Close the Netlist Editor window, and then select ‘New Macro Wizard…’ from the ‘Tools’ menu

The “New Macro Wizard” window will appear. Enter “opa347” as the name and uncheck the “Current circuit” option. Now, you can select the file “opa347.cir” using the directory window. Make sure to uncheck “Auto-generated.”

Click on the “Shape” ellipsis icon and choose a graphic symbol from the list. If there are no symbols that accurately represent our model, you can leave the check in the “Auto-generated” box:

Save the macro (.TSM file) for example in the Macrolib directory:

TINA spice simulation

TINA SPICE Simulation

TINA is a versatile and user-friendly software tool that empowers users to design, simulate, and optimize electronic circuits with precision and efficiency. Its extensive feature set and TINA SPICE simulation capabilities make it a valuable resource in the field of electronics design and analysis. Here are some key characteristics of TINA:

  1. Intuitive User Interface: TINA boasts an intuitive and user-friendly interface, making it accessible to both beginners and experienced users. Its drag-and-drop functionality and interactive components simplify the process of designing and simulating circuits.
  2. Extensive Component Library: TINA provides an extensive library of electronic components, including semiconductors, passive components, and specialized devices. This library allows users to quickly build complex circuits by selecting and configuring components.
  3. SPICE Simulation Engine: TINA is powered by a robust SPICE (Simulation Program with Integrated Circuit Emphasis) simulation engine. This engine accurately models the behavior of electronic components and circuits, enabling users to predict how their designs will perform in the real world.
  4. Mixed-Signal Simulation: TINA supports mixed-signal simulation, allowing users to design and analyze circuits that combine analog and digital components. This is particularly useful for designing integrated systems.
  5. Parameter Sweeps and Optimization: Users can perform parameter sweeps and optimization studies to explore different design scenarios and find the optimal values for circuit parameters. This feature helps in fine-tuning designs for specific requirements.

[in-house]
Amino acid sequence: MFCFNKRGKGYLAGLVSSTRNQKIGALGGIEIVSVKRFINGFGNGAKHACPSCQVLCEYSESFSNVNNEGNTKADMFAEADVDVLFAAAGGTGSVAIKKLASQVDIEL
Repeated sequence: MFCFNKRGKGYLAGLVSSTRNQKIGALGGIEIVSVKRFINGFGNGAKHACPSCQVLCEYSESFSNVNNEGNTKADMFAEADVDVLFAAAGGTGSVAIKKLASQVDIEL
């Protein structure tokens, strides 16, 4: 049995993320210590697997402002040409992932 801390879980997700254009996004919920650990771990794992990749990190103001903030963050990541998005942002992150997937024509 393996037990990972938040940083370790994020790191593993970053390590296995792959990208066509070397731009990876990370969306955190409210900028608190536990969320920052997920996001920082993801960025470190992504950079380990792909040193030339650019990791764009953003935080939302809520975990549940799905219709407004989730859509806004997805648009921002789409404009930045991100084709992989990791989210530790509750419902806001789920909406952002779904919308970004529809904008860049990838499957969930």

6. Interactive Waveform Analysis: TINA offers advanced waveform analysis tools that allow users to examine voltage and current waveforms at various points in the circuit. This helps in identifying and troubleshooting issues in the design.
  7. Interactive 3D PCB Design: TINA includes a 3D PCB design module that enables users to create and visualize printed circuit boards. This integration streamlines the transition from schematic design to PCB layout.
  8. Educational Resources: TINA is often used in educational settings due to its educational versions and resources. It provides a practical platform for learning electronics and circuit design principles.
  9. Integration with Microcontrollers: TINA can interface with various microcontrollers, making it suitable for embedded systems design. Users can simulate the interaction between microcontrollers and external circuitry.
  10. Custom Component Creation: For unique or specialized components, TINA allows users to create custom models, ensuring accurate simulation results for specific components or devices.

In this initial undertaking, we will commence our initial endeavors with TINA SPICE Simulation by formulating a three-stage BJT audio amplifier circuit. This preliminary endeavor aims to demonstrate the functionality of TINA while concurrently establishing a substantial groundwork for comprehending the complexities associated with electronic circuit design and simulation. Thus, we shall proceed to investigate the captivating domain of electronic design with TINA SPICE Simulation.

To delve deeper into the software’s features, you can refer to this article.

After running the program, we can see this window:


On the components toolbar, there are devices in the ‘basic’ tab. Below the toolbar, when you select ‘semiconductors’ on the toolbar, several types of semiconductors appear:

Now select “Special”

And once again, we have a large number of devices to choose from. Let’s begin by selecting a resistor:

Place Resistors, to set value, double-click on one, and a parameters window will appear